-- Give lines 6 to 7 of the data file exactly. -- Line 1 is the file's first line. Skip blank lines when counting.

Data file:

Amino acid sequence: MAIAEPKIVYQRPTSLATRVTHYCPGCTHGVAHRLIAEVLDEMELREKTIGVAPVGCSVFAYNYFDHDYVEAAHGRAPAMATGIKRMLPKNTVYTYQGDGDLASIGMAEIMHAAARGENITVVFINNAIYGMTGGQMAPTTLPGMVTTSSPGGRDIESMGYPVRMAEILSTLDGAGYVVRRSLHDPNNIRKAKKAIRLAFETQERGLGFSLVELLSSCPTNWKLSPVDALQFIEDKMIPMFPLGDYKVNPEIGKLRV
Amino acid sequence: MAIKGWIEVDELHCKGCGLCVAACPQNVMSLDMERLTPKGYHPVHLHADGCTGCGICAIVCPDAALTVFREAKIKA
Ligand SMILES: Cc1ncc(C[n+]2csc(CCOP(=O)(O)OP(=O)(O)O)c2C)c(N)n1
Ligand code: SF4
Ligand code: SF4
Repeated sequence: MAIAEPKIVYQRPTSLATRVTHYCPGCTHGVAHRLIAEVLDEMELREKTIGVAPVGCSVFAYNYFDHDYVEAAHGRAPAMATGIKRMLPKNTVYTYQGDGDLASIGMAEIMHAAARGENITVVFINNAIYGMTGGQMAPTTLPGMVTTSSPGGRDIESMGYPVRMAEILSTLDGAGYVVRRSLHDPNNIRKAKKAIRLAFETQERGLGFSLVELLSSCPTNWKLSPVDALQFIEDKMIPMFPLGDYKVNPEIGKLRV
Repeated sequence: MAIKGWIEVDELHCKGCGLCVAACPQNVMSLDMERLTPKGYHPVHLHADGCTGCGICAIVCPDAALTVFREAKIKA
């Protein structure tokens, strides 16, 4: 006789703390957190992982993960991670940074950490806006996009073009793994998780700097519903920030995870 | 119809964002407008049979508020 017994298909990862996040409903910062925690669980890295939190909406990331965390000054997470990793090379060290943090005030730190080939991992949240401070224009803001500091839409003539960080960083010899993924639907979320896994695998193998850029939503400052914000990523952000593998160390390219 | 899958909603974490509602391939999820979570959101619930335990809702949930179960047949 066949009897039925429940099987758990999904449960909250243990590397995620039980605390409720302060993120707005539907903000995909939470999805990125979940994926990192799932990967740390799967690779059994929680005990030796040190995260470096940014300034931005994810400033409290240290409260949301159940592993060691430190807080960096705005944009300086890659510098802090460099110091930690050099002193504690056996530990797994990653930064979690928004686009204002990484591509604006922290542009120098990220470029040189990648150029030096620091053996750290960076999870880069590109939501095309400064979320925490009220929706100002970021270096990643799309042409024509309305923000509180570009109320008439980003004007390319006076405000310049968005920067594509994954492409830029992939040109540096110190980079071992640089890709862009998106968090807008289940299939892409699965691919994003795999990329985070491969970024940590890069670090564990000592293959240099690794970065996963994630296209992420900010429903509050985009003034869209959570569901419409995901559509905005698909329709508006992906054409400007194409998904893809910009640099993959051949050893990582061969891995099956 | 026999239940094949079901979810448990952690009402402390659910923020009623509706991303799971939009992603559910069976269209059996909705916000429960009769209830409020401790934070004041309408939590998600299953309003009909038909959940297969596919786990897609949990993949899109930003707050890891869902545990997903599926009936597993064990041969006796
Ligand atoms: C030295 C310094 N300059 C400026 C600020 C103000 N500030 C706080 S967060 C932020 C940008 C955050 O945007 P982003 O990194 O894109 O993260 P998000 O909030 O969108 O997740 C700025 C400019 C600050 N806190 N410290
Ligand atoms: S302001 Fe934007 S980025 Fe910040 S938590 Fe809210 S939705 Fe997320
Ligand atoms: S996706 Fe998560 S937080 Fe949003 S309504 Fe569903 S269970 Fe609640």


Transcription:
Repeated sequence: MAIAEPKIVYQRPTSLATRVTHYCPGCTHGVAHRLIAEVLDEMELREKTIGVAPVGCSVFAYNYFDHDYVEAAHGRAPAMATGIKRMLPKNTVYTYQGDGDLASIGMAEIMHAAARGENITVVFINNAIYGMTGGQMAPTTLPGMVTTSSPGGRDIESMGYPVRMAEILSTLDGAGYVVRRSLHDPNNIRKAKKAIRLAFETQERGLGFSLVELLSSCPTNWKLSPVDALQFIEDKMIPMFPLGDYKVNPEIGKLRV
Repeated sequence: MAIKGWIEVDELHCKGCGLCVAACPQNVMSLDMERLTPKGYHPVHLHADGCTGCGICAIVCPDAALTVFREAKIKA